POLITICS FEEDBACK: Questioning transport
30 June 2009
This week in our regular politics column we take a look at the transport questions MPs are asking in parliament. Tristan Young reports
Adrian Sanders, Libdem MP for Torbay, asked transport minister Sadiq Khan what research the DfT has commissioned and evaluated on the costs and benefits for the sector of carbon dioxide emissions trading.
Khan replied that although there had been reports for the aviation industry "the Department for Transport has not specifically commissioned research on emissions trading for road transport". Shipping had also not been investigated.
Following the lead story in our 16 June issue, which reveals Labour is looking at business mileage as the next area for green taxes, it doesn't seem to have thought that fleets that cut their vehicle's emissions may be able to use that saving to trade with companies that need to buy more carbon credits. A little short-sighted perhaps?
Conservative East Yorks MP Greg Knight asked transport minister Chris Mole when he expects the roadworks on the M25 between junction 16 and junction 19 to finish.
Mole's response read: "The roadworks and lane closures on the M25 between junctions 16 and 19 are scheduled to end in summer 2011.
"The current roadworks between junctions 16 and 18 form part of the first phase of the widening and are scheduled to be completed in summer 2010. The second phase of widening will then take place between junctions 18 and 21 commencing in summer 2010 and is scheduled to complete in summer 2011."
If you've driven that section of the M25 lately, you'll know the delays it's causing. Knowing you've got to live with these roadworks for two years means it is worth testing other routes for the worst times of day. Interesting that it's an East Yorkshire MP that's asking.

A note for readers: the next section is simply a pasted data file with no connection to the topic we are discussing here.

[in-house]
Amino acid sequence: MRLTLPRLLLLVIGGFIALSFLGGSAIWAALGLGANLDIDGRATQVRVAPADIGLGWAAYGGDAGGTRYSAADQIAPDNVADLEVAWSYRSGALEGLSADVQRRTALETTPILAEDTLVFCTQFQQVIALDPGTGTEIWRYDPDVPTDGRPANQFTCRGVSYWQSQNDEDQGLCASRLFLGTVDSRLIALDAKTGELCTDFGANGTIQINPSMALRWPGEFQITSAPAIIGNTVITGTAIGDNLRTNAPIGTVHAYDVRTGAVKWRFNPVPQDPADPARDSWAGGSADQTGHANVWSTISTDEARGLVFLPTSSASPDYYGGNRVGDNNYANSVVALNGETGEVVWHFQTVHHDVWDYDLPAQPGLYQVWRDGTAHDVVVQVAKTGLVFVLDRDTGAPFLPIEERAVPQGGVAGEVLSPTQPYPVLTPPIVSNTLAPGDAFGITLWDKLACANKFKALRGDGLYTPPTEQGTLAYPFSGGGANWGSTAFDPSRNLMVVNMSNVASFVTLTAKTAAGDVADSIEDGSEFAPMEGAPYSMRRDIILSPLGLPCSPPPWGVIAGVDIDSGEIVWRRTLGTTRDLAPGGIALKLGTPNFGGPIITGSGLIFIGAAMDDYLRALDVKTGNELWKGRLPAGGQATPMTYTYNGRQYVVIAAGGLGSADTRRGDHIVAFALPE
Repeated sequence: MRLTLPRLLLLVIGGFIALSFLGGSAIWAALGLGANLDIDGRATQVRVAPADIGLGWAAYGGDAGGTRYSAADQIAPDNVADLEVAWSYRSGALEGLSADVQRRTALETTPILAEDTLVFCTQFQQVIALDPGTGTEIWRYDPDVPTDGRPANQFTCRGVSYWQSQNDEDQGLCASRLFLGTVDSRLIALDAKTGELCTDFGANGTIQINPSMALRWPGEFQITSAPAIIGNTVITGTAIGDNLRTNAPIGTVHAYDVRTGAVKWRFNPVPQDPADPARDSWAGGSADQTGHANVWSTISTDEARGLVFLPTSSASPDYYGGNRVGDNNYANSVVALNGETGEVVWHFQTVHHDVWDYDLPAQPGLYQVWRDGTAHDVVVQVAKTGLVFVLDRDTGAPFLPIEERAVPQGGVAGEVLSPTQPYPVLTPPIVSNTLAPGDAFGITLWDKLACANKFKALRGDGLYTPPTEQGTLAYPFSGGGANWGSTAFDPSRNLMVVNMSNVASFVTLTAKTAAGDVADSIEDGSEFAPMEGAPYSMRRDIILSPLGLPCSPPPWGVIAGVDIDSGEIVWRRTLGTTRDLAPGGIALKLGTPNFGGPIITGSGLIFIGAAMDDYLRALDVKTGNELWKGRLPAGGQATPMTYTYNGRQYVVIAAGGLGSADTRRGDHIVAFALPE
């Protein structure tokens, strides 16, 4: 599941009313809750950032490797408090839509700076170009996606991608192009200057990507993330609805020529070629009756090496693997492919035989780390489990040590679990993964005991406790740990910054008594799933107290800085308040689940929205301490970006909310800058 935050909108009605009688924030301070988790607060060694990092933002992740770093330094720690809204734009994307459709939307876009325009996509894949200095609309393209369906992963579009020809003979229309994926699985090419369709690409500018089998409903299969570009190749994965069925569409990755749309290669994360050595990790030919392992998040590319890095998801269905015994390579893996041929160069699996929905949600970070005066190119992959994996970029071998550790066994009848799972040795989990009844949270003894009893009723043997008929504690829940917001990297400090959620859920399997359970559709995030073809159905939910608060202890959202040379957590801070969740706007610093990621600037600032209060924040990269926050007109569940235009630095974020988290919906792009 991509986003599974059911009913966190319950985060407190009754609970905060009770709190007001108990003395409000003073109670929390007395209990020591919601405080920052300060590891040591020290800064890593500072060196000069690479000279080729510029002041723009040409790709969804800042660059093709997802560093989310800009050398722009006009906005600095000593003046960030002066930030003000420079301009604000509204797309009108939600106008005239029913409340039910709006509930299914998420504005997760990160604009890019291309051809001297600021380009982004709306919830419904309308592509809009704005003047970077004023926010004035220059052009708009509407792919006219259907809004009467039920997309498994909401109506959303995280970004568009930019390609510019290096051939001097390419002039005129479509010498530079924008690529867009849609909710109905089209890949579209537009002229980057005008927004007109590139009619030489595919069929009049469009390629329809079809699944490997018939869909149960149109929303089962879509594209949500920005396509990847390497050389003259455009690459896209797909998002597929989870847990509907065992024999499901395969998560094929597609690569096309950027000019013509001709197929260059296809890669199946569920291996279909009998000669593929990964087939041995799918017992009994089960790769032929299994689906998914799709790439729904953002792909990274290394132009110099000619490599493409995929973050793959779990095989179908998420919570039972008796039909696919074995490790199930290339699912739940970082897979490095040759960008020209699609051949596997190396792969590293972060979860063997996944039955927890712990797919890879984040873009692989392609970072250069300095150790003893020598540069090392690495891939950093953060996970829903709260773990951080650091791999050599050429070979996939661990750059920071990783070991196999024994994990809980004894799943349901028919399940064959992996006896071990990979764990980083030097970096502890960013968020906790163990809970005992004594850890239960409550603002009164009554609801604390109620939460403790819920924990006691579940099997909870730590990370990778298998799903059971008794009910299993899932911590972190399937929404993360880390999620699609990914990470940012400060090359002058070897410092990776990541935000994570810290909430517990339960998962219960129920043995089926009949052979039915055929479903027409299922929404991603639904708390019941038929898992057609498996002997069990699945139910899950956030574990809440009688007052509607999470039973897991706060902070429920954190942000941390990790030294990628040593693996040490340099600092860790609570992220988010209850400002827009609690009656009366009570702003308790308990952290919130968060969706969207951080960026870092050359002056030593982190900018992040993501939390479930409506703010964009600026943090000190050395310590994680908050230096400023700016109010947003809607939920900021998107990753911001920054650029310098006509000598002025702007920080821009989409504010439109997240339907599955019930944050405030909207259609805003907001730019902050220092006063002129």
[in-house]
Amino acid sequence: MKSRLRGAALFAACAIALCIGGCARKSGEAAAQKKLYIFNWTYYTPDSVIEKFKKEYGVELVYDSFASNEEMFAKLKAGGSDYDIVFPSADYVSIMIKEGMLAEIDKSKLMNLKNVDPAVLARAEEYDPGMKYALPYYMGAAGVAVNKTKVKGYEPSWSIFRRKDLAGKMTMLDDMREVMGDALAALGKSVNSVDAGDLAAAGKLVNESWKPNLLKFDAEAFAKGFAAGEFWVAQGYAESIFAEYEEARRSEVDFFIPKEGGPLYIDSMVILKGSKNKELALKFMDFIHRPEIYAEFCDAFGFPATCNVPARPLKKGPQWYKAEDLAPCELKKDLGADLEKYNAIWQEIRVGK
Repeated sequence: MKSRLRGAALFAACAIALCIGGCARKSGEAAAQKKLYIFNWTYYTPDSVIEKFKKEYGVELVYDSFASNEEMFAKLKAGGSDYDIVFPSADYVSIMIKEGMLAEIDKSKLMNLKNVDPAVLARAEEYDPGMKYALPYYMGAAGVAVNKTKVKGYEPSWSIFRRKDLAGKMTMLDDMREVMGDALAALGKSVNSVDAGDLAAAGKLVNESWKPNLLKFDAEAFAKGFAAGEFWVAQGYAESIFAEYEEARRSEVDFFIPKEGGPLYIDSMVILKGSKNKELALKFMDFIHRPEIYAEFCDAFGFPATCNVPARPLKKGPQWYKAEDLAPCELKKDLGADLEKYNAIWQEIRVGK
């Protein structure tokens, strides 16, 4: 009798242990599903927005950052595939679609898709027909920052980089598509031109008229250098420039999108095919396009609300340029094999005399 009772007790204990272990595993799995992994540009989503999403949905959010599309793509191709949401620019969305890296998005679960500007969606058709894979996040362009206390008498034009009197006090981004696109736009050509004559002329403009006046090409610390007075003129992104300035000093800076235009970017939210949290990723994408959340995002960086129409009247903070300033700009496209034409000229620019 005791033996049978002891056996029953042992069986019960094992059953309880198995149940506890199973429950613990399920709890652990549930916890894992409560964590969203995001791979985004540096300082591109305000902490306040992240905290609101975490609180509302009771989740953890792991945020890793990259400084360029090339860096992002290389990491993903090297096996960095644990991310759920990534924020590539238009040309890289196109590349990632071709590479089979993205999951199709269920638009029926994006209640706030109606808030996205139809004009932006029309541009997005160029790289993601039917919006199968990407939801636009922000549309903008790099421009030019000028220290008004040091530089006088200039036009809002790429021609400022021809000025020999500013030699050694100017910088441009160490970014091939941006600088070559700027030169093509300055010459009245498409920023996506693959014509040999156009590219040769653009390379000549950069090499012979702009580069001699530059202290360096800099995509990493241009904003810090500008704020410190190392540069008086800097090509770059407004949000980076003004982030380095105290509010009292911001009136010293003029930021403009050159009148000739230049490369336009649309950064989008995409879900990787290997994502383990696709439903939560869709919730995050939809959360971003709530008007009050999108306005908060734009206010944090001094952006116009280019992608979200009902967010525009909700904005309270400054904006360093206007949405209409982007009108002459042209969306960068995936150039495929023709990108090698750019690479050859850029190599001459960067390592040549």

M25 widening continues
Meanwhile, Conservative shadow transport secretary Theresa Villiers asked about the M25 too: "What estimate has the department made for the number of jobs which would be created by widening and applying hard shoulder running on the M25?"
Mole replied: "The number of jobs which would be created for these two projects has not been assessed because the schemes have yet to be designed in enough detail to determine the resources required."
It's amazing that despite the fact the roadworks are underway (although admittedly not for the hard shoulder running part), the Government doesn't know the resources required.
Conservative shadow transport secretary Theresa Villiers has also been asking about biofuels and the differing levels of carbon reduction provided by different types of biofuel.
In response, transport minister Sadiq Khan said: "The Department for Transport is exploring a range of options for the treatment of biofuels with differing carbon savings, under both [EU - one for quality and one for quantity] directives. We will also be setting out the projected volume of biofuel required to meet these directives, following consultation, in a National Action Plan by June 2010."
We're glad the Government is taking biofuels seriously because we don't want a repeat of the farcical attempted introduction of LPG into the UK which killed its chances of ever making a comeback and even harmed other green-fuel initiatives.